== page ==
• Electron energy-loss spectroscopy (EELS) with a cold-field emission scanning electron microscope at low Accelerating Voltage in transmission mode.
    Ultramicroscopy, 2018
    Co-Authors: Nicolas Brodusch, Hendrix Demers, Alexandra Gellé, Audrey Moores, Raynald Gauvin

    Abstract:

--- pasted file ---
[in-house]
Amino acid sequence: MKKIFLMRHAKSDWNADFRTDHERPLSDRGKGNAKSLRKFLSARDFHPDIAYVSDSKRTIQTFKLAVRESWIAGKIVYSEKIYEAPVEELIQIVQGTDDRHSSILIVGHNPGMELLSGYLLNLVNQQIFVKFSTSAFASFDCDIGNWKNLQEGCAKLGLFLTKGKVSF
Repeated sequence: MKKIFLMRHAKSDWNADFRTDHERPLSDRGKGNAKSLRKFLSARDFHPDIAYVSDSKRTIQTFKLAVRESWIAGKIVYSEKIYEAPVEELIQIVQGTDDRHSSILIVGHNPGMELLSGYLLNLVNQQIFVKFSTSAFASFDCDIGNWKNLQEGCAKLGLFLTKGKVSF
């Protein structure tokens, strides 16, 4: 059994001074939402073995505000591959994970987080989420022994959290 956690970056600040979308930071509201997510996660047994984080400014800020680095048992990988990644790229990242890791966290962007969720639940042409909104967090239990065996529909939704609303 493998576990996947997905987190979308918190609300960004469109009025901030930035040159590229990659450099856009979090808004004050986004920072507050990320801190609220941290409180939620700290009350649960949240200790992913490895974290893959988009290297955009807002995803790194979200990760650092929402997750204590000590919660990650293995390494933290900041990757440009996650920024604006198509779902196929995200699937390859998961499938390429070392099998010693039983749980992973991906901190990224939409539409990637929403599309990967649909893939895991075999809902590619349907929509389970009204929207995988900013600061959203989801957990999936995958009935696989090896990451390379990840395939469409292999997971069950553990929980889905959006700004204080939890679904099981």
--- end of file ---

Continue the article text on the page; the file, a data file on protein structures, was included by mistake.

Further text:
Abstract A commercial electron energy-loss spectrometer (EELS) attached to a high-resolution cold-field emission scanning electron microscope in transmission mode (STEM) is evaluated and its potential for characterizing materials science thin specimens at low Accelerating Voltage is reviewed. Despite the increased beam radiation damage at SEM Voltages on sensitive compounds, we describe some potential applications which benefit from lowering the primary electrons Voltage on less-sensitive specimens. We report bandgap measurements on several dielectrics which were facilitated by the lack of Cherenkov radiation losses at 30 kV. The possibility of volume plasmon imaging to probe local composition changes in complex materials was demonstrated using energy-filtered STEM, either via spectrum imaging or elemental mapping using the “three-windows” method. As plasmonic materials are increasing used for energy, electronics or biomedical applications, the ability of reliably evaluate their properties at low Accelerating Voltage in a SEM is very appealing and is demonstrated. The energy resolution of the spectrometer, taken as the full width at half maximum of the zero-loss peak, was routinely measured at around 0.55 eV and it is demonstrated that t/λ ratios up to 1.5 allowed practical EEL spectroscopy at 30 kV.